21 21 Rodríguez Monroy, C., San Segundo Hernández, A. (2005) School of Industrial Engineering Department of Business Administration © Universidad Politécnica de Madrid www.upm.es QUESTION 6 Analysis What is your agreement with each of the following sentences related to the causes that justify lack of adequate private sector involvement in rural electrification projects? Part B. The role of agents in sustainable energy supply Objective: Identify the relevance of the main agents involved in energy supply and the key parameters that have influence in their positioning Results 71% of respondents considers that “Lack of profitability” is the main cause that justify lack of adequate private sector involvement in rural electrification projects Average value Three main factors modal weighted and percentage of respondents covered (1) (1) Value calculated as the weighted average of two main modal values “Lack of profitability” and “Poor regulatory framework” are the main topics that respondents consider when talking about private sector involvement in rural electrification projects (71% and 60% of responses respectively) “Lack of appropriate financial instruments” although gets a superior average value obtains most responses concentrated in a Neutral (3) degree of agreement (32%) The absence of “Appropriate IFIs guarantees” is the least important cause that justify lack of adequate involvement of private sector. Only 13% of respondents firmly believes (5) that this is an important issue “Subsidies” are primary considered as Neutral (28% of respondents) although 20% of respondents really believes that this topic justify lack of adequate private involvement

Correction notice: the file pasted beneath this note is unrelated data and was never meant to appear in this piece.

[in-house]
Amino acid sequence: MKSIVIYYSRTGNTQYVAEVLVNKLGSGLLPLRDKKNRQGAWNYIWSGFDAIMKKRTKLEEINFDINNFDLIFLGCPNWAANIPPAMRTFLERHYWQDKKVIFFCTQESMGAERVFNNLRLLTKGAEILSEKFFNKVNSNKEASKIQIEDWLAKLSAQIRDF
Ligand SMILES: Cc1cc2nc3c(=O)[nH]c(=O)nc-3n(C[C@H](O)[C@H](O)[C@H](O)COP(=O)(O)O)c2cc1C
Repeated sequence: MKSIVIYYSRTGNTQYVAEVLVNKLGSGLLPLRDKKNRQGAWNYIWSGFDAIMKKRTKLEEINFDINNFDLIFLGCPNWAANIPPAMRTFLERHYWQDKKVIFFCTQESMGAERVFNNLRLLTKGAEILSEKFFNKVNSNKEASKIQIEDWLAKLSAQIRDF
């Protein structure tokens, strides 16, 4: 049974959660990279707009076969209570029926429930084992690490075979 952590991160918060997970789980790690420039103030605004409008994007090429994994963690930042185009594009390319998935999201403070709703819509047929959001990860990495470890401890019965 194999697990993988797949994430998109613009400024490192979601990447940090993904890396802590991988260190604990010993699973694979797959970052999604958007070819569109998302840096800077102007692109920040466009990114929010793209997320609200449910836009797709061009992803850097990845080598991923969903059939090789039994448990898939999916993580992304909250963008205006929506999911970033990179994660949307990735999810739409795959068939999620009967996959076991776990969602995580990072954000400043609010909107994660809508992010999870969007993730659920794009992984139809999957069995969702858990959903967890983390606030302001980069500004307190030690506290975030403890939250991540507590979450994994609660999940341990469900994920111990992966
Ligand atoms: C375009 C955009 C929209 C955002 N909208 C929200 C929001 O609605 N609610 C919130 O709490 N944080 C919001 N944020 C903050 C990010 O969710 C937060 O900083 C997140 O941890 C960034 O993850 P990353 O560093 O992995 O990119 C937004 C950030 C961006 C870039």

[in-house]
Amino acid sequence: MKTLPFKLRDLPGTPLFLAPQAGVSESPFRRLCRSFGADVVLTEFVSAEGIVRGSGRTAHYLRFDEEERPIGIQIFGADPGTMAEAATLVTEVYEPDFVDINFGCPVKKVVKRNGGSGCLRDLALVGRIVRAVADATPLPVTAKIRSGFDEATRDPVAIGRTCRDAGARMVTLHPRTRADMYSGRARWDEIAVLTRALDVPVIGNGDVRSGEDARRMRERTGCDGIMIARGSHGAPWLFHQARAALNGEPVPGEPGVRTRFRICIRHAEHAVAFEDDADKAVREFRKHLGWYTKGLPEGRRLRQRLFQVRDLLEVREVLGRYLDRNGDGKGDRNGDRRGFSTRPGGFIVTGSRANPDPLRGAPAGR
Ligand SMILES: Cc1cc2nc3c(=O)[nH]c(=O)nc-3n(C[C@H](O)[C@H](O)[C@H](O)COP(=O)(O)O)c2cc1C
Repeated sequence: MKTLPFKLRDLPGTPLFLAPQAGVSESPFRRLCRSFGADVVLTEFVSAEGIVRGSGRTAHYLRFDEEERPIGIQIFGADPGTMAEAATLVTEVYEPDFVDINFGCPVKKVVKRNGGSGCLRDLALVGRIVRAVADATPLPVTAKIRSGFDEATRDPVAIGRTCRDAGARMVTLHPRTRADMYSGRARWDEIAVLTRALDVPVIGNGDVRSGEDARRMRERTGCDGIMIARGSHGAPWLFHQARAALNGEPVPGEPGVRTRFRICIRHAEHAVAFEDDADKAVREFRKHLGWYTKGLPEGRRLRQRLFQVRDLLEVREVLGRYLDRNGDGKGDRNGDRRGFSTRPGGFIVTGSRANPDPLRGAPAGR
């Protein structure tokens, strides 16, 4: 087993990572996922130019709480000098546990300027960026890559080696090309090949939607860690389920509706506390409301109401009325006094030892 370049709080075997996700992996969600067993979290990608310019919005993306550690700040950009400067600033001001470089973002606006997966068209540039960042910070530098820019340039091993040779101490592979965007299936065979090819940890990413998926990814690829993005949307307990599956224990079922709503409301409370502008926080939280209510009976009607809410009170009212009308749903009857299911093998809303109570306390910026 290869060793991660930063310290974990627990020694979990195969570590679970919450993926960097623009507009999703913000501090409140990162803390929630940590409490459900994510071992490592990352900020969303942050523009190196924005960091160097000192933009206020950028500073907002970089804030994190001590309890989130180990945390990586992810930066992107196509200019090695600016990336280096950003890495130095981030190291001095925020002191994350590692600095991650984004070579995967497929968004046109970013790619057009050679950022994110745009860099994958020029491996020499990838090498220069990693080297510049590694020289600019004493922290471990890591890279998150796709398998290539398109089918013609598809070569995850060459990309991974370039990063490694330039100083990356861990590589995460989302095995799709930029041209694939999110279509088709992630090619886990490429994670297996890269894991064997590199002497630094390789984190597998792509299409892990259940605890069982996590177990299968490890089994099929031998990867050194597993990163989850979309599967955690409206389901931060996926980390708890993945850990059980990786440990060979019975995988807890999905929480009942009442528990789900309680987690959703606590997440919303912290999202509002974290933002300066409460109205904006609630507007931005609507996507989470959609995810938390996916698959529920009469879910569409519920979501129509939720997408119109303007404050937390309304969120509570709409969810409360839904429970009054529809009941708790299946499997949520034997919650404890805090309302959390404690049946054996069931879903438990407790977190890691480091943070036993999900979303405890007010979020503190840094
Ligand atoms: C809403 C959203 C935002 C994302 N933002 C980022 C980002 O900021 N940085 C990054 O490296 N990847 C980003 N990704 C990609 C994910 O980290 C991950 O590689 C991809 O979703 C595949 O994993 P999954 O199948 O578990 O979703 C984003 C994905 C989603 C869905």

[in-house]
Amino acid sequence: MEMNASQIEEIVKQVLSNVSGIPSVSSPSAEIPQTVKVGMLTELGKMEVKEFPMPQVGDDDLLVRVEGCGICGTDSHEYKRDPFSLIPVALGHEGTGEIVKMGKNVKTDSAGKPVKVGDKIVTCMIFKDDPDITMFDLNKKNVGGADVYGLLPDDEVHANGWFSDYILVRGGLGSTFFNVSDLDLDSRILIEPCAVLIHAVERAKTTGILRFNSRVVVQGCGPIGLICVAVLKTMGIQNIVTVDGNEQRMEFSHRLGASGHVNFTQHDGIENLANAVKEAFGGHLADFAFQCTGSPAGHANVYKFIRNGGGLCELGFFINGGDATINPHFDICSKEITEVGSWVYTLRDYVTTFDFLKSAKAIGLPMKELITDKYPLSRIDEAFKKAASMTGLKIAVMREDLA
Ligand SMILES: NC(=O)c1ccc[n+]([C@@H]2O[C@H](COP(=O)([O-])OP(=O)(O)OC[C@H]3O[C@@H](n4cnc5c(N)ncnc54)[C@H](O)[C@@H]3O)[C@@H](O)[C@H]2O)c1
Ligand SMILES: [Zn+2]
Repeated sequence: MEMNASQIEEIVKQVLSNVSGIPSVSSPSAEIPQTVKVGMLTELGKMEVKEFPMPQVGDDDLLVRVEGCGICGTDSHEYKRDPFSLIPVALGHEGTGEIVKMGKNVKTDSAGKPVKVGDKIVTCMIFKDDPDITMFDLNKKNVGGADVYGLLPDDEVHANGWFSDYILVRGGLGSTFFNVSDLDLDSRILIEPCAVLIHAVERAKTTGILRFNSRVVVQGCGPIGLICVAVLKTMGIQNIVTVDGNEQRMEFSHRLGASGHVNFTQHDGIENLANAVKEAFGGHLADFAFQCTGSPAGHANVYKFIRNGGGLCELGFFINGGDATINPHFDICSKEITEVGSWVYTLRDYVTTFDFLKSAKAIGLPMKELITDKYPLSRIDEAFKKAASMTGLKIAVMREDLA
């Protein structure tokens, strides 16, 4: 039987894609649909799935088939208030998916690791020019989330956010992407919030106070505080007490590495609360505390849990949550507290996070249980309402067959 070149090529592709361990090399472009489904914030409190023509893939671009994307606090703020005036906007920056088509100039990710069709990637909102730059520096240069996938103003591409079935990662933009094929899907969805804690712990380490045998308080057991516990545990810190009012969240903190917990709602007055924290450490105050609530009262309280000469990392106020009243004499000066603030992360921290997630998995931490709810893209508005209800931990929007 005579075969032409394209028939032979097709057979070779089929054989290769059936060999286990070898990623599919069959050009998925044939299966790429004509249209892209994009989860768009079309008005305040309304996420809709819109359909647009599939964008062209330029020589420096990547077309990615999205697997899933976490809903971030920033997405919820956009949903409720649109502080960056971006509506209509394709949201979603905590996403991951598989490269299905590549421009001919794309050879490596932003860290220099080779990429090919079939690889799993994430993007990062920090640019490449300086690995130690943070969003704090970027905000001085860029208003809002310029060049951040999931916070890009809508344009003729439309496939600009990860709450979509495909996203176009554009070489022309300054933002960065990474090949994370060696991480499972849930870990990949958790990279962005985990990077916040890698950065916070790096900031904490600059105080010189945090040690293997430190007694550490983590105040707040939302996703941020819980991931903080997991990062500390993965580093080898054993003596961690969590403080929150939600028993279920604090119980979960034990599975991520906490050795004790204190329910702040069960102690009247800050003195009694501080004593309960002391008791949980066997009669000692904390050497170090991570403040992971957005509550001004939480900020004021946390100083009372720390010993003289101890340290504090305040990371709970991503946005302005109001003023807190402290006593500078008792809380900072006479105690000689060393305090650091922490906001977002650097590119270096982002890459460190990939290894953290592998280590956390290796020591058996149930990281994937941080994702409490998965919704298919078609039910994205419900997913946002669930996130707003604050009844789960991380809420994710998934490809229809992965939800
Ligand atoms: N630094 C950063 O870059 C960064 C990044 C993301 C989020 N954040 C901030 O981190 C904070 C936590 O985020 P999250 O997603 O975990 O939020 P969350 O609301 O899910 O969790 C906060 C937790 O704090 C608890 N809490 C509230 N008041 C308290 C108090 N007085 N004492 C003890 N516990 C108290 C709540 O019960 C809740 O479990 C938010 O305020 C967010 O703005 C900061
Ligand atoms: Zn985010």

22 22 Rodríguez Monroy, C., San Segundo Hernández, A. (2005) School of Industrial Engineering Department of Business Administration © Universidad Politécnica de Madrid www.upm.es Differences into groups of respondents (1) “Lack of appropriate financial instruments” seems to be a more important argument for respondents from development countries. Except for Private Companies, “Lack of Profitability” is the main sentence considered World Area of Origin Type of organization Part B. The role of agents in sustainable energy supply Objective: Identify the relevance of the main agents involved in energy supply and the key parameters that have influence in their positioning QUESTION 6 What is your agreement with each of the following sentences related to the causes that justify lack of adequate private sector involvement in rural electrification projects? Most respondents agree that the absence of “Appropriate IFIs guarantees” is the least important cause Respondents from Africa, Asia-Pacific, Latin America and RoW consider that the “Lack of appropriate financial instruments” is really the main cause that justify the role of private sector North America’s respondents seems to be the most concerned in relative terms about the “Existence of badly oriented subsidies” Apart form “Lack of profitability” European respondents consider “Poor regulatory framework” as the second main cause Private Companies consider that “Poor regulatory framework” is the main cause to justify their involvement although they agree that profitability matters NGO is the group that gives more importance to the “Existence of badly oriented subsidies” in relative terms All groups, except Other communities, consider that “Lack of appropriate IFIs guarantees” is the least important justification (1) Only those four groups with the most significant differences to the average are shown in the graphics